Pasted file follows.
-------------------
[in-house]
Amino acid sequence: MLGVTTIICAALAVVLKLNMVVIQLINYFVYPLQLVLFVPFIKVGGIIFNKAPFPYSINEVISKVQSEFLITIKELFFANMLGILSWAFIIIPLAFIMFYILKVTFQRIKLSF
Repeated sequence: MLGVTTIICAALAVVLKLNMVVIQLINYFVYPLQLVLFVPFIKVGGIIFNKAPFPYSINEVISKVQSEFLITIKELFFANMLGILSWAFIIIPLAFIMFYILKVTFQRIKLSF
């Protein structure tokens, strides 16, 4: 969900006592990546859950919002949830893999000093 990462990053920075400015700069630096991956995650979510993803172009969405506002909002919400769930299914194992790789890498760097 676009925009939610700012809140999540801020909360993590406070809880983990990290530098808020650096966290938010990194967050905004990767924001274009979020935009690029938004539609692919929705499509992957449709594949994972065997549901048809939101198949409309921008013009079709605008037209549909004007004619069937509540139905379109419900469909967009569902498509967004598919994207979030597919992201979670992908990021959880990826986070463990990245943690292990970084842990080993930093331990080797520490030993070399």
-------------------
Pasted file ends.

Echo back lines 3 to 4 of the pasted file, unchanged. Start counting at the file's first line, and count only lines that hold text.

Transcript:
Repeated sequence: MLGVTTIICAALAVVLKLNMVVIQLINYFVYPLQLVLFVPFIKVGGIIFNKAPFPYSINEVISKVQSEFLITIKELFFANMLGILSWAFIIIPLAFIMFYILKVTFQRIKLSF
């Protein structure tokens, strides 16, 4: 969900006592990546859950919002949830893999000093 990462990053920075400015700069630096991956995650979510993803172009969405506002909002919400769930299914194992790789890498760097 676009925009939610700012809140999540801020909360993590406070809880983990990290530098808020650096966290938010990194967050905004990767924001274009979020935009690029938004539609692919929705499509992957449709594949994972065997549901048809939101198949409309921008013009079709605008037209549909004007004619069937509540139905379109419900469909967009569902498509967004598919994207979030597919992201979670992908990021959880990826986070463990990245943690292990970084842990080993930093331990080797520490030993070399």